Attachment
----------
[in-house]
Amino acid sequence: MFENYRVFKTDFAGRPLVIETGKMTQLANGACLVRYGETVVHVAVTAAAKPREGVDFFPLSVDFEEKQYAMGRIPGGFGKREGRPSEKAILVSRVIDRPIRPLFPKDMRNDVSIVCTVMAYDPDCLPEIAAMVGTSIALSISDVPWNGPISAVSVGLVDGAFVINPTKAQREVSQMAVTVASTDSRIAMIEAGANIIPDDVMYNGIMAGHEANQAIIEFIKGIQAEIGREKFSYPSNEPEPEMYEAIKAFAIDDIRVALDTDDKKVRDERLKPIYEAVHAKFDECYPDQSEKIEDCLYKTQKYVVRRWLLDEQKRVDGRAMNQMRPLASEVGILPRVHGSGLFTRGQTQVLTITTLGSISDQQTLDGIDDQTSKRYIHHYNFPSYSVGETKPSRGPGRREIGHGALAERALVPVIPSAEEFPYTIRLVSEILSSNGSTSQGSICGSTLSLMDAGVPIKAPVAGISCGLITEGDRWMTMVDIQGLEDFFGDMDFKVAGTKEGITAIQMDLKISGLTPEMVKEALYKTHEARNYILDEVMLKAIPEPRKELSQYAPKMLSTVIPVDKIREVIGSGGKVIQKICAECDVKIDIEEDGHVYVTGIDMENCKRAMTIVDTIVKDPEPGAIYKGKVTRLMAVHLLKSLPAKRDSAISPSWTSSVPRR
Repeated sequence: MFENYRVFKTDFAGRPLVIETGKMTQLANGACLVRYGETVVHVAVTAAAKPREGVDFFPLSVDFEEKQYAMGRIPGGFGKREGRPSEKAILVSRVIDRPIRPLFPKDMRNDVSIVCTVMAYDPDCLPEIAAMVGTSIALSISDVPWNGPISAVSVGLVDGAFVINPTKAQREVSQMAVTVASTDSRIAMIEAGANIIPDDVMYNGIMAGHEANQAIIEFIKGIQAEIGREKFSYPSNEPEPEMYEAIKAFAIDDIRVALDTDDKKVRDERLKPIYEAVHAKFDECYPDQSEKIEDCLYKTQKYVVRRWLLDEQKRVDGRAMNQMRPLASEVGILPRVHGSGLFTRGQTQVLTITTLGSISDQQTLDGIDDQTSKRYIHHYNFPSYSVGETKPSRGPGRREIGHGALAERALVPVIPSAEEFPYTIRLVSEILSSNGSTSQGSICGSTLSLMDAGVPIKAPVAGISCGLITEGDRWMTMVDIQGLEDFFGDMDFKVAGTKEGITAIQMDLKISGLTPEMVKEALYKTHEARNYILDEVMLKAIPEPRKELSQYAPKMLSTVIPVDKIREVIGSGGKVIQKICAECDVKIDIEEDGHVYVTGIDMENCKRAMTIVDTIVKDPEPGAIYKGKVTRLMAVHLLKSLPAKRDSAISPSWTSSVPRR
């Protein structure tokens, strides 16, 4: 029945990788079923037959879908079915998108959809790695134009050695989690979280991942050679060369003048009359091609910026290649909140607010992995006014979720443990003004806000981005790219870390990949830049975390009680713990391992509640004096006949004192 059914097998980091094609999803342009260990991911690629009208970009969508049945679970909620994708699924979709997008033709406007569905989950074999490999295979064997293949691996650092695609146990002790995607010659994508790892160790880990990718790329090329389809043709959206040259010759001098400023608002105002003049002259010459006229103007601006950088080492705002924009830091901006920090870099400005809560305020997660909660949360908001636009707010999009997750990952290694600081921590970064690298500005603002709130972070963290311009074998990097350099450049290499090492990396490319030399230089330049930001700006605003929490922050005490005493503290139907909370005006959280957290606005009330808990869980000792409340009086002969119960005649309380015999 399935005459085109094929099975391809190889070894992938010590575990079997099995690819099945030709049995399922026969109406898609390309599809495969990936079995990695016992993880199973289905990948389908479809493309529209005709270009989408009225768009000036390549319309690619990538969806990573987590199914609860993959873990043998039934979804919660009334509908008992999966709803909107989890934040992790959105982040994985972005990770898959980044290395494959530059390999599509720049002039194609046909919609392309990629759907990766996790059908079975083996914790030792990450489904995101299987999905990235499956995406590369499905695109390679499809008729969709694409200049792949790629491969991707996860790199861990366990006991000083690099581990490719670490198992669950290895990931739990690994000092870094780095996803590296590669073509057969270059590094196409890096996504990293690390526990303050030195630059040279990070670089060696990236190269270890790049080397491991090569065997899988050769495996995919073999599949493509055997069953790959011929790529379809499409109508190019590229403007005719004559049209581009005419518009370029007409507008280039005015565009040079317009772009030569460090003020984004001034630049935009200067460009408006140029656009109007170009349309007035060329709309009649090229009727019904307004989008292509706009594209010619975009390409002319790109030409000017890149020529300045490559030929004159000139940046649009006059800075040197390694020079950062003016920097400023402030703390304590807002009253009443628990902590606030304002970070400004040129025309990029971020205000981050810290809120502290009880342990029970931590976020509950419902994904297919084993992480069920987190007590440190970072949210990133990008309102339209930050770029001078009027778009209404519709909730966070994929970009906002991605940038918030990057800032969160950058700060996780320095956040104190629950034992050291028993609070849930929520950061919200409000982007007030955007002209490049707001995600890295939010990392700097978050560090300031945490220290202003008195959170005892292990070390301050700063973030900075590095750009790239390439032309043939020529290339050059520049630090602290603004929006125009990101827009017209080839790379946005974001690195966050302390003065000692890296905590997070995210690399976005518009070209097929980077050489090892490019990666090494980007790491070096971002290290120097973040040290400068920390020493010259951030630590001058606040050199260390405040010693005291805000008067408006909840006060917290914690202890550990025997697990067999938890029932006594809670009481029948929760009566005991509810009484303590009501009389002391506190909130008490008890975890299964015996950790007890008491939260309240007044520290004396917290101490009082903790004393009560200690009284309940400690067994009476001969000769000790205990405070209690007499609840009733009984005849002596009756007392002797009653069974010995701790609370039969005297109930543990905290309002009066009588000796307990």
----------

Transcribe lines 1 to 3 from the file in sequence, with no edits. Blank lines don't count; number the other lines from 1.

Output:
[in-house]
Amino acid sequence: MFENYRVFKTDFAGRPLVIETGKMTQLANGACLVRYGETVVHVAVTAAAKPREGVDFFPLSVDFEEKQYAMGRIPGGFGKREGRPSEKAILVSRVIDRPIRPLFPKDMRNDVSIVCTVMAYDPDCLPEIAAMVGTSIALSISDVPWNGPISAVSVGLVDGAFVINPTKAQREVSQMAVTVASTDSRIAMIEAGANIIPDDVMYNGIMAGHEANQAIIEFIKGIQAEIGREKFSYPSNEPEPEMYEAIKAFAIDDIRVALDTDDKKVRDERLKPIYEAVHAKFDECYPDQSEKIEDCLYKTQKYVVRRWLLDEQKRVDGRAMNQMRPLASEVGILPRVHGSGLFTRGQTQVLTITTLGSISDQQTLDGIDDQTSKRYIHHYNFPSYSVGETKPSRGPGRREIGHGALAERALVPVIPSAEEFPYTIRLVSEILSSNGSTSQGSICGSTLSLMDAGVPIKAPVAGISCGLITEGDRWMTMVDIQGLEDFFGDMDFKVAGTKEGITAIQMDLKISGLTPEMVKEALYKTHEARNYILDEVMLKAIPEPRKELSQYAPKMLSTVIPVDKIREVIGSGGKVIQKICAECDVKIDIEEDGHVYVTGIDMENCKRAMTIVDTIVKDPEPGAIYKGKVTRLMAVHLLKSLPAKRDSAISPSWTSSVPRR
Repeated sequence: MFENYRVFKTDFAGRPLVIETGKMTQLANGACLVRYGETVVHVAVTAAAKPREGVDFFPLSVDFEEKQYAMGRIPGGFGKREGRPSEKAILVSRVIDRPIRPLFPKDMRNDVSIVCTVMAYDPDCLPEIAAMVGTSIALSISDVPWNGPISAVSVGLVDGAFVINPTKAQREVSQMAVTVASTDSRIAMIEAGANIIPDDVMYNGIMAGHEANQAIIEFIKGIQAEIGREKFSYPSNEPEPEMYEAIKAFAIDDIRVALDTDDKKVRDERLKPIYEAVHAKFDECYPDQSEKIEDCLYKTQKYVVRRWLLDEQKRVDGRAMNQMRPLASEVGILPRVHGSGLFTRGQTQVLTITTLGSISDQQTLDGIDDQTSKRYIHHYNFPSYSVGETKPSRGPGRREIGHGALAERALVPVIPSAEEFPYTIRLVSEILSSNGSTSQGSICGSTLSLMDAGVPIKAPVAGISCGLITEGDRWMTMVDIQGLEDFFGDMDFKVAGTKEGITAIQMDLKISGLTPEMVKEALYKTHEARNYILDEVMLKAIPEPRKELSQYAPKMLSTVIPVDKIREVIGSGGKVIQKICAECDVKIDIEEDGHVYVTGIDMENCKRAMTIVDTIVKDPEPGAIYKGKVTRLMAVHLLKSLPAKRDSAISPSWTSSVPRR